Under cool spring skies on April 15, Pascagoula’s glorious baseball past was very much on display at historic Ingalls Field. On this morning, Panther players from the last 50 years or so gathered to play an alumni game, plus honor the 1983 state champions on that team’s 40th anniversary. The event was organized by the Dugout Club and present Panther head coach Richie Tillman.
That 1983 PHS team was indeed very strong, and it is one of five Pascagoula nines to win it all, joining the 1967, 1968, 1996, and 2012 editions. Pascagoula has also won seven south state championships, plus 24 (wow) district championships over the years.
On this particular occasion, 27 former Panthers, dating back as far as 1964, took the field. Also appropriately present were numerous coaches and supporters of the program from over the years, plus several Goula Girls (the program’s prestigious team of young ladies who serve as bat girls and handle other tasks as well), including some of the original group established in 1983.
“It was a great time seeing so many faces that have been a part of such an outstanding tradition as Panther baseball,” said Michael Moreland, a member of the 1983 championship team. “I believe having events such as alumni games, honoring great teams of the past, recognizing former players, Goula Girls, and so on is important in maintaining that history and tradition.”
I, along with my colleague Gary Stevens, had the distinct honor and privilege of serving as announcers of the contest and festivities from the press box (Used to do that some for city league games back when I was in high school. I also kept the scorebook for the games, when I wasn’t playing, for $3.00/game).
What we watched unfold in front of us was impressive as the group of former players has aged well. Solid pitching, crisp fielding (for the most part), and some loud hitting displays took place. Will Tomes, a star on the 2012 champs, went deep with a bomb over the left field wall. Jimmy Colmer, a closer at Ole Miss in the early 80s, looked right at home on the mound. Phillip Haigler, Class of ’92 and later a top pitcher at Vanderbilt, looked like he hasn’t missed a beat. Mike McCarty, who was a key pitcher for the 2012 team (won game two in the championship series) wore his old uni and looked outstanding on the diamond.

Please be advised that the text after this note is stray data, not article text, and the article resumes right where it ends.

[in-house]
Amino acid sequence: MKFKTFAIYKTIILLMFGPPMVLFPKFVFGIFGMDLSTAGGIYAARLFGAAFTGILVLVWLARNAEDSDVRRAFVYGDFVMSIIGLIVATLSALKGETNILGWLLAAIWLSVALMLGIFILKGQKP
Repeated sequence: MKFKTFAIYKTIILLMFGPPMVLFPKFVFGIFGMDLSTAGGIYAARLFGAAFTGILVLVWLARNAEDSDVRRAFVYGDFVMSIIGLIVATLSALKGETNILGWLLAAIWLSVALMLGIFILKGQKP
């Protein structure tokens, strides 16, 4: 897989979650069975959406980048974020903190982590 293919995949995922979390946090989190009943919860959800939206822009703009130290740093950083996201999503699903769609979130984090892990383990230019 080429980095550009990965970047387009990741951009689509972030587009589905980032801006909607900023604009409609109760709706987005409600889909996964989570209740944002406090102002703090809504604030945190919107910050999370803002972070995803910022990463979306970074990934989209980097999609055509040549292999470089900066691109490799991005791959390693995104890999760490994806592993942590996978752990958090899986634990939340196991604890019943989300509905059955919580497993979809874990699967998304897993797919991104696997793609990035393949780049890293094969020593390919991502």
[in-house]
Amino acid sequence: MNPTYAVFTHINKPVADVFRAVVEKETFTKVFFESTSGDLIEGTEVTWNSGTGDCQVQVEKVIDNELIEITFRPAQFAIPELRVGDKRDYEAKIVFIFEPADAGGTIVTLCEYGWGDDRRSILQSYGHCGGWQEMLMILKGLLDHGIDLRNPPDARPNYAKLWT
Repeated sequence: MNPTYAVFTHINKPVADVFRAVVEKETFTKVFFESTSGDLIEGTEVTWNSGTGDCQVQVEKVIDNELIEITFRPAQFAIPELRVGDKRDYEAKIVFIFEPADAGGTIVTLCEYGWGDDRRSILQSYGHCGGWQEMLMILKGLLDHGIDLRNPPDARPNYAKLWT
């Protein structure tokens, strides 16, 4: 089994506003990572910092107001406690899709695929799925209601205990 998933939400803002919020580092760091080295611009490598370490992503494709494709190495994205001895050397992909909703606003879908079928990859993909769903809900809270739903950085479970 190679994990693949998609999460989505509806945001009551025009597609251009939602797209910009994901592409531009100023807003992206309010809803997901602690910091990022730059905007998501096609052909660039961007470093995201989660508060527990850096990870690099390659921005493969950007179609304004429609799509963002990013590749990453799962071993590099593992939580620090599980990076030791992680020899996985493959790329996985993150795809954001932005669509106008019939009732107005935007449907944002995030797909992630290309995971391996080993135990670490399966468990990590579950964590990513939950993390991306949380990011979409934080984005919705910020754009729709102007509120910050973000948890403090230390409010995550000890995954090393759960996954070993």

The only facet of play that would appear to have gone down a bit would be running speed. Let’s just say that the old “hustle down to first” deal was not a big thing on the day, and a couple of sure doubles to the gaps were turned into long singles. Hey, we didn’t need any pulled hammies out there, right?
After the game, a special ceremony was held on the field to honor the 1983 state champs. That team really was something else, still holding numerous school records, including a .368 team batting average, 331 runs scored, and 39 home runs, while averaging an impressive 10 runs per game.
Stars on that team were too numerous to mention all of them here, but let’s recall a few. Mike Thomas was a phenomenal pitcher/hitter combo, and was named as the Mississippi Player of the Year. Other first team all-staters were outfielder Paul Tanner (he went 49 for 98 that year—the only Panther to ever finish the season at .500) and shortstop Danny Holifield. All told, 12 members of that squad signed college scholarships.
The 1983 team was coached by Donnie Davis, who had played on the 1967 state champs himself. Assistant coach was Johnny Olsen, a Panther great from 1974-76 who went on to a sterling run as head coach for many years, winning the state championship in 1996. Mike Thomas, Donnie Davis, Johnny Olsen, and Michael Moreland, along with numerous other Panther baseball standouts, have been enshrined in the Pascagoula Athletic Hall of Fame.
The concluding part of the day’s events was both meaningful and quite touching. Pascagoula-Gautier School District Athletic Director Steven Engle announced that, going forward, the aforementioned Ingalls Field would now be known as Richie Tillman Field, in honor of Coach Tillman, who has been the Panther head coach since 2011 and will be retiring from that position at this season’s conclusion.
Richie has been a Panther through-and-through. A 1986 PHS grad, he was a star catcher and team captain. After playing at Mississippi Gulf Coast Community College and the University of Arkansas-Little Rock, Richie went into coaching and teaching, eventually becoming Coach Olsen’s assistant at Pascagoula from 1996-2010. After being named head coach in 2011, Coach Tillman has led the Panthers to the 2012 state championship, plus a couple of south state titles, the most recent in 2021.
Upon hearing the announcement, which was a surprise to him, Richie was very emotional. “To me as a coach, it’s always been about the players and the team, and playing baseball the Panther Way” said Richie. “I have to thank my mother and father for so much. My dad taught me how to play the game the right way before he died when I was very young. My mom picked up the pieces after we lost him and did an incredible job with the family the rest of the way up. Of course, my wife Kim has always been a rock for me. Having this field, which has been such a big part of my life, named after me is an honor I will never forget.”
So, having watched the “old guys” play, the ’83 team honored, and the field being named for Coach Tillman, I drove on out on Tucker Street to head home. It was a good day, one that makes you feel glad to be alive and to live where you live and to know who you know. Pascagoula baseball has long been the standard bearer for the sport in Mississippi, and the events of this particular Saturday serve to remind one of how lucky we are locally to be a part of a cool city, with successful athletic programs standing tall as one of our many points of pride.